Sessions and Speakers

©M. Silvestri
High waters

Session 1 Responses of the urban ecosystem to the challenges of climate change

One of the key impacts of climate change identified for Venice and its Lagoon, as well as for the Adriatic Sea at large, is a dramatic increase of the sea level within the current century. In order to avoid potential disasters caused by “high water”, the Italian authorities have authorized the construction of an underwater barrier system, referred to as the MOSE Project. This system should help Venice and its Lagoon avoid extreme flooding and high waters as soon as 2014. The continued existence of Venice and the preservation of its cultural heritage are highly connected to the aqua alta flooding phenomenon; however, other natural hazards as well as this artificial barrier will result in considerable changes within the Lagoon ecosystem, all of which are highly unpredictable. Furthermore, the impact of the industrial and agricultural activities, as well as hydrological changes in the surrounding area increases the uncertainty of the future quality of the Lagoon’s ecosystem.

A better understanding of the vulnerability of Lagoon, based on the climate change scenarios at local level as well as the ecosystem response to global change mechanisms, could help to better define the limits and opportunities of the development of Venice and of the proposed plan for a Regional City. The knowledge of these interactions within an urban Lagoon eco-system will enhance the chances for a series of coastal cities worldwide to be better prepared for natural hazards and a changed environment.  

 

©The Sign Painter
Island of Sant'Erasmo, Venetian Lagoon

Session 2 Impact of global change on socioeconomic development

The socioeconomic development of Venice has recently reached a critical level, requiring strategic decisions be soon taken in order to avoid the slow deterioration of the city’s cultural heritage and society. The development and changes in the city’s population, transportation, industry, trade, services, tourism, agriculture, and fisheries in the Lagoon, as well as in the surrounding area, are all densely interlinked – balancing these aspects is essential for preserving the quality of life for residents and for protecting the environment. Facing global change mechanisms means the socioeconomic system must adapt within this highly vulnerable and complex ecosystem context. The Port of Venice, the Marghera industrial site, the Vega Science Park and the Arsenale are “mega” enterprises within the context of a planned ”city region” concept, which could easily overload the current carrying capacities of the cultural and natural heritage of Venice and the Lagoon.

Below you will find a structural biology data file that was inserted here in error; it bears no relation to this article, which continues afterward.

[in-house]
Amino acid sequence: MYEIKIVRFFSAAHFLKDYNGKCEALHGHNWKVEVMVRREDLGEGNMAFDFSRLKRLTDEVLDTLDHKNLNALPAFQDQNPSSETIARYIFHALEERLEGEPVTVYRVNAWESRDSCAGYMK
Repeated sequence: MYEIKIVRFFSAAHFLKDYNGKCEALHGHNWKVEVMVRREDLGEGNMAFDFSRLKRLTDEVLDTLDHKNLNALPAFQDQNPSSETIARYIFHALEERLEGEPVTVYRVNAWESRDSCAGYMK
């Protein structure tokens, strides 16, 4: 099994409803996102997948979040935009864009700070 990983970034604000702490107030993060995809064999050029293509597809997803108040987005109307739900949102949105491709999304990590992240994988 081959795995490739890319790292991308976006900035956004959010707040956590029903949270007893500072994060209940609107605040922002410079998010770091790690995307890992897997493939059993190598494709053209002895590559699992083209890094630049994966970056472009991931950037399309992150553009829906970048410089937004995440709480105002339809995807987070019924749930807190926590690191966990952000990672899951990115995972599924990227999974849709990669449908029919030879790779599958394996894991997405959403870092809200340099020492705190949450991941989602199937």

Science is called upon to shed light onto how to best manage and adapt to these global change trends, and to provide a source of guidance for the local decision-making processes necessary for safeguarding Venice and its Lagoon.

 

©Aqualta 2060, JDS Architects -
Venice

Session 3 Culture and development: from restoration to revitalization?

Culture plays a vital role in harnessing creativity for economic and social development. Cultural innovation also contributes to a city’s social fabric, and helps to strengthen a sense of shared identity. While addressing transversal global issues (tourism, governance, creativity, restoration, revitalization), this session would like to shed some light on the possible future(s) of the City of Venice, in particular concerning the restoration of Venice (how to better impact economic, social and human development), the enhancement of sustainable and quality tourism (how to promote cultural assets and resources in a historic city), the revitalization of a living heritage (how to sustain the dynamics of intangible cultural heritage) and the making of a creative city (building a dynamic and innovative cultural sector). Important urban rehabilitation projects offer today a new opportunity to question the main social and cultural purposes of historical preservation in a historic city like Venice. Meanwhile, the growing concern with regards to the ever declining resident population and the current trends of mass tourism, poses an unprecedented range of questions for the enhancement of sustainable cultural practices and the possible emergence of a “creative city”.

Despite a very fragile human and social fabric, can Venice gain and maintain a competitive edge in the global cultural arena?

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